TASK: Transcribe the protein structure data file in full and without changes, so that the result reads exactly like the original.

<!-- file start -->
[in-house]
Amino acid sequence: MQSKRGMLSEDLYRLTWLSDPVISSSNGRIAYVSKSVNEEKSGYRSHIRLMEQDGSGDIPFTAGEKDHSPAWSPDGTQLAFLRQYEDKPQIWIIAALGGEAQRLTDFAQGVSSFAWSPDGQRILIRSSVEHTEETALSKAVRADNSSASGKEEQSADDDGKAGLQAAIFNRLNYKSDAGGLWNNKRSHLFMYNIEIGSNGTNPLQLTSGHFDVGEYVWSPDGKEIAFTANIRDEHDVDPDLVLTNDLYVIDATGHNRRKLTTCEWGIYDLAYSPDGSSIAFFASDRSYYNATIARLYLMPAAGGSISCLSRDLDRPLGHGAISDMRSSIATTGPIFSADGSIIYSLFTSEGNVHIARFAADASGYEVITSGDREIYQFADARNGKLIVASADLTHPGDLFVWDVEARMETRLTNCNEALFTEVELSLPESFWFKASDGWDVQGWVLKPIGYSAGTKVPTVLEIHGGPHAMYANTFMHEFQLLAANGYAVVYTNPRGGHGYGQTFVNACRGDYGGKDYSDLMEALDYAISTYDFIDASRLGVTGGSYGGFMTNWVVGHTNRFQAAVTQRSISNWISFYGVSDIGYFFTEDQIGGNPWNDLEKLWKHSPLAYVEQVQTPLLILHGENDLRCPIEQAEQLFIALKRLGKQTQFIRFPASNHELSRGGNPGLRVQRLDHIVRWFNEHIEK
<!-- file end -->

[in-house]
Amino acid sequence: MQSKRGMLSEDLYRLTWLSDPVISSSNGRIAYVSKSVNEEKSGYRSHIRLMEQDGSGDIPFTAGEKDHSPAWSPDGTQLAFLRQYEDKPQIWIIAALGGEAQRLTDFAQGVSSFAWSPDGQRILIRSSVEHTEETALSKAVRADNSSASGKEEQSADDDGKAGLQAAIFNRLNYKSDAGGLWNNKRSHLFMYNIEIGSNGTNPLQLTSGHFDVGEYVWSPDGKEIAFTANIRDEHDVDPDLVLTNDLYVIDATGHNRRKLTTCEWGIYDLAYSPDGSSIAFFASDRSYYNATIARLYLMPAAGGSISCLSRDLDRPLGHGAISDMRSSIATTGPIFSADGSIIYSLFTSEGNVHIARFAADASGYEVITSGDREIYQFADARNGKLIVASADLTHPGDLFVWDVEARMETRLTNCNEALFTEVELSLPESFWFKASDGWDVQGWVLKPIGYSAGTKVPTVLEIHGGPHAMYANTFMHEFQLLAANGYAVVYTNPRGGHGYGQTFVNACRGDYGGKDYSDLMEALDYAISTYDFIDASRLGVTGGSYGGFMTNWVVGHTNRFQAAVTQRSISNWISFYGVSDIGYFFTEDQIGGNPWNDLEKLWKHSPLAYVEQVQTPLLILHGENDLRCPIEQAEQLFIALKRLGKQTQFIRFPASNHELSRGGNPGLRVQRLDHIVRWFNEHIEK